p.s. I need to test more, but I think that the 53%/47% brake bias may have actually gotten the car to the point where the ABS is now working properly by modulating both the front and rear brakes. So far the only adverse difference I noticed was in trail braking in "unweighted" situations, which very well may be corrected by a lighter touch...

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post #22 of 60 (permalink) Old 08-24-2018, 02:54 PM
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Quote:
Originally Posted by Fireball View Post
BTW/FYI: What the posts don't mention is that the CP5317 and CP5316 have bleeder screws at the top of each piston (which is good), but that puts the input port on the face of the inside cylinder. When mounted using an adapter bracket on the leading side of the rear hub, the input port is facing directly at the rear shock, so the regular-style Elise/Exige brake hoses will not work. This setup requires a banjo-bolt type attachment to the caliper; the good news is this is essentially the same kind of hose shops sell to put 4-pots on the front, so they are available from a couple of sources off the shelf.
Hello all. I've taken a break from the forum, but I'm back-ish.

I also installed CP5317s in the rear, along with the BOE brake bias change. I can confirm that you need a banjo fitting or a workaround for the calipers. I actually used the normal attachment style, as on the front calipers, and simply closed the input port with a bolt. That seems to work fine, but obviously you lose the ability to bleed from both sides.

I can't comment on balance because the bias change allows me to change it to whatever I want. However, losing the power booster significantly changed the effort level of the brake pedal, of course. While they are now much heavier than before (and your first time using the brakes will be shocking, I guarantee it), I quite like their feel. There's definitely a much broader range of force to modulate the brakes, but it does take getting used to.

I wouldn't say the force required is too much for daily driving; I can see myself using this all the time if needed. However, the change in pedal effort required two adjustments for me. First is that my braking technique is different now. Previously, I had my heel on the ground as a pivot, but I now lift my entire leg up from the force and press down. Partly, that's to give myself more leverage, which helps with the pedal effort. However, it also allows me to change my heel and toe technique from side-side to heel-toe. This is useful because the brake pedal has very little travel distance now; I spaced the throttle pedal up a bit, but it still wasn't fully enough to have consistent heel and toe. With my changed braking technique, I'm now much more consistent on heel and toes for the Lotus. The added bonus is my braking technique is different for the Lotus as compared to other cars, and so it seems my brain is storing the muscle memory in different parts as well, which helps because the force required is so different.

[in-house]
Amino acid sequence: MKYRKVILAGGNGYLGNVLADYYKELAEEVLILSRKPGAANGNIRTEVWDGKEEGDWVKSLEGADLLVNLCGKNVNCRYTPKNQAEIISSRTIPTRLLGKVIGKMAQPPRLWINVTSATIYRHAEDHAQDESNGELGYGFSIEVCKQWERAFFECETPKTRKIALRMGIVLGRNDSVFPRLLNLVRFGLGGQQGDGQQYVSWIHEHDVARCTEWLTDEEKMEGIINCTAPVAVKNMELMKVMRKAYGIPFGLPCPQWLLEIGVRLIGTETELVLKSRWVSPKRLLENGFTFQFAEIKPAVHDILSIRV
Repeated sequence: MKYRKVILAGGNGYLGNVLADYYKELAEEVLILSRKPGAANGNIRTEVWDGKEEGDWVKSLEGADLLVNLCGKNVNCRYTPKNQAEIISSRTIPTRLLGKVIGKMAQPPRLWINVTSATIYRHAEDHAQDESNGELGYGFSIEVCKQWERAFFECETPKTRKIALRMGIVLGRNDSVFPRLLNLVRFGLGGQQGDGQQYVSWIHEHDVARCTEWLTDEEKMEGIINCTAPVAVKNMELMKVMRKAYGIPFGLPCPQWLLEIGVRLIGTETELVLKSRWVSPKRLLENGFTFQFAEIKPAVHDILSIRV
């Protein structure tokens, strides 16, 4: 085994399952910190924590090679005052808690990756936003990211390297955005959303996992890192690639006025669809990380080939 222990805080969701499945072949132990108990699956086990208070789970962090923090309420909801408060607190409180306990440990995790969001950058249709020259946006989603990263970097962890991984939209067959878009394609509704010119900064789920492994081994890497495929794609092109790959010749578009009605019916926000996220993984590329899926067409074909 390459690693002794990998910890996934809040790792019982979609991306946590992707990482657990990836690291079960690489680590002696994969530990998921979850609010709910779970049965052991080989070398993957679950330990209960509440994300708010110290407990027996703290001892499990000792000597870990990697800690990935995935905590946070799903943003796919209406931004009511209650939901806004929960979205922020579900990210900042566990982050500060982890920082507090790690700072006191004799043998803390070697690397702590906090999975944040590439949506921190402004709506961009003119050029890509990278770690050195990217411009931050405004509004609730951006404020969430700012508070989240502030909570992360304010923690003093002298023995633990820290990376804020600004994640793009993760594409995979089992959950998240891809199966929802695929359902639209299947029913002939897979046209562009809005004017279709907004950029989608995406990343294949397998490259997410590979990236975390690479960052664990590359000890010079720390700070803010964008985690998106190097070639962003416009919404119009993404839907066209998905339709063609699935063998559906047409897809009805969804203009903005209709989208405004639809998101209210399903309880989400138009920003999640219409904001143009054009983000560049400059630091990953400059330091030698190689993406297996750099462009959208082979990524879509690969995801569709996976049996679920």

Also, I added a handbrake caliper to the rear since I wasn't willing to give up the handbrake. I can give you the contact information of the guy that sells the handbrake caliper if you need it, just PM me. He's great in helping you set it up.

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post #23 of 60 (permalink) Old 08-24-2018, 11:02 PM
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Great to see more discussion on brakes

I am busy installing a set of refurbed 2 pot APRs in the rear or my 2007 Exige, so I'll have the same calipers all round. I am a PFC addict so I'll be using 13 compound in front and 11 in rear. I am pretty scared that I might confuse the ABS (which I am not ready to ditch) so I am preparing to revert. So far, everything I discover about the Brembo rears scares me to death as a track solution (not just the uneven/angled pad wear). It is clearly good/great for the street.

My car is track-only and has been mercilessly tweaked, mostly by me but also by almost anyone of skill in CA and TX (any TX barbs here will elicit some disappointing responses). I think I have about 100 track days ~ 10,000 track miles on the car. It is on its second transmission but is still on the OEM motor (producing, as a guess, about 250hp). The whole story is far too boring for this post.

I'm busily rebuilding my stock Brembo rears (in case I hate the new setup), plus a set I bought from a wrecker (I hate to learn something and not put it to work). I am using the excellent Seloc post as a reference (many thanks y'all at Seloc!).

If anyone is interested, I'll post some supplements to the Seloc post (as they say, you don't have to press that hard to reassemble). I constructed a few trixies.

My observation (not so far, because I have successfully completed one set and they work) is that these calipers are a thing of beauty, are extremely complicated, and I am amazed that they work at all! I really want to meet the guy or gal who designed them.